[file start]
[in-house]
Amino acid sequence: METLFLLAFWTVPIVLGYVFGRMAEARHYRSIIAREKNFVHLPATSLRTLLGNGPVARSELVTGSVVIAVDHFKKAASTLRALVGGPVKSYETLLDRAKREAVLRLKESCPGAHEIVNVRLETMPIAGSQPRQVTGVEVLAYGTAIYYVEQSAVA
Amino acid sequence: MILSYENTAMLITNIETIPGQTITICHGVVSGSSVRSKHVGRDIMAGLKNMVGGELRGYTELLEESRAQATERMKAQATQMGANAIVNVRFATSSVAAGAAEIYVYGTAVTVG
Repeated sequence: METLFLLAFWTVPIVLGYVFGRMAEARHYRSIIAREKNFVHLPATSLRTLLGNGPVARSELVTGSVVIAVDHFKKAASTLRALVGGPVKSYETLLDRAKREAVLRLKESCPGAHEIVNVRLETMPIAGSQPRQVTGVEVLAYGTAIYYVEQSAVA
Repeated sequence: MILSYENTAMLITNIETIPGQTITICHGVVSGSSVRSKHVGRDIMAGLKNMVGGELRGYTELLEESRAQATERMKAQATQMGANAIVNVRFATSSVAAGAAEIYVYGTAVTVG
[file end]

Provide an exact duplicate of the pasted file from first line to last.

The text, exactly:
[in-house]
Amino acid sequence: METLFLLAFWTVPIVLGYVFGRMAEARHYRSIIAREKNFVHLPATSLRTLLGNGPVARSELVTGSVVIAVDHFKKAASTLRALVGGPVKSYETLLDRAKREAVLRLKESCPGAHEIVNVRLETMPIAGSQPRQVTGVEVLAYGTAIYYVEQSAVA
Amino acid sequence: MILSYENTAMLITNIETIPGQTITICHGVVSGSSVRSKHVGRDIMAGLKNMVGGELRGYTELLEESRAQATERMKAQATQMGANAIVNVRFATSSVAAGAAEIYVYGTAVTVG
Repeated sequence: METLFLLAFWTVPIVLGYVFGRMAEARHYRSIIAREKNFVHLPATSLRTLLGNGPVARSELVTGSVVIAVDHFKKAASTLRALVGGPVKSYETLLDRAKREAVLRLKESCPGAHEIVNVRLETMPIAGSQPRQVTGVEVLAYGTAIYYVEQSAVA
Repeated sequence: MILSYENTAMLITNIETIPGQTITICHGVVSGSSVRSKHVGRDIMAGLKNMVGGELRGYTELLEESRAQATERMKAQATQMGANAIVNVRFATSSVAAGAAEIYVYGTAVTVG